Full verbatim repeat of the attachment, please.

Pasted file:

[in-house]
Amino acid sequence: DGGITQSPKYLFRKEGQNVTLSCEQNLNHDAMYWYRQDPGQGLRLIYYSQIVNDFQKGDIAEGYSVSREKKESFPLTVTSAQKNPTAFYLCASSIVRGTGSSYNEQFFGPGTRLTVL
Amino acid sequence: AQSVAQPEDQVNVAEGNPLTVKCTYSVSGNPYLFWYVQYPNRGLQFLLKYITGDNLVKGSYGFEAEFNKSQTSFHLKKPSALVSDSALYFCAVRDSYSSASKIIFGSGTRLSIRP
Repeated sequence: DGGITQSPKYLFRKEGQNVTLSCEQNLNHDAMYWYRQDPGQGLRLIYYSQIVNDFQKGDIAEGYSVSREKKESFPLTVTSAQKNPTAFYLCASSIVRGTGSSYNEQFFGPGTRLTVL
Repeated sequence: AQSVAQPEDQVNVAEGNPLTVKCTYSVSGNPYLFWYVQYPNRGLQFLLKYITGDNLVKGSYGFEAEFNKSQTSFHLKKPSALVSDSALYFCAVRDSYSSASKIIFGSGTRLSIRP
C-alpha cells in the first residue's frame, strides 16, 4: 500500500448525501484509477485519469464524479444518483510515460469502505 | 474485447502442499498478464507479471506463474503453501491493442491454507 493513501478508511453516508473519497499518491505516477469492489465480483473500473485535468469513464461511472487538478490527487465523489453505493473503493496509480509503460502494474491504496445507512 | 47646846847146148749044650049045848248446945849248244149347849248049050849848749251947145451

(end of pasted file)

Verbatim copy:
[in-house]
Amino acid sequence: DGGITQSPKYLFRKEGQNVTLSCEQNLNHDAMYWYRQDPGQGLRLIYYSQIVNDFQKGDIAEGYSVSREKKESFPLTVTSAQKNPTAFYLCASSIVRGTGSSYNEQFFGPGTRLTVL
Amino acid sequence: AQSVAQPEDQVNVAEGNPLTVKCTYSVSGNPYLFWYVQYPNRGLQFLLKYITGDNLVKGSYGFEAEFNKSQTSFHLKKPSALVSDSALYFCAVRDSYSSASKIIFGSGTRLSIRP
Repeated sequence: DGGITQSPKYLFRKEGQNVTLSCEQNLNHDAMYWYRQDPGQGLRLIYYSQIVNDFQKGDIAEGYSVSREKKESFPLTVTSAQKNPTAFYLCASSIVRGTGSSYNEQFFGPGTRLTVL
Repeated sequence: AQSVAQPEDQVNVAEGNPLTVKCTYSVSGNPYLFWYVQYPNRGLQFLLKYITGDNLVKGSYGFEAEFNKSQTSFHLKKPSALVSDSALYFCAVRDSYSSASKIIFGSGTRLSIRP
C-alpha cells in the first residue's frame, strides 16, 4: 500500500448525501484509477485519469464524479444518483510515460469502505 | 474485447502442499498478464507479471506463474503453501491493442491454507 493513501478508511453516508473519497499518491505516477469492489465480483473500473485535468469513464461511472487538478490527487465523489453505493473503493496509480509503460502494474491504496445507512 | 47646846847146148749044650049045848248446945849248244149347849248049050849848749251947145451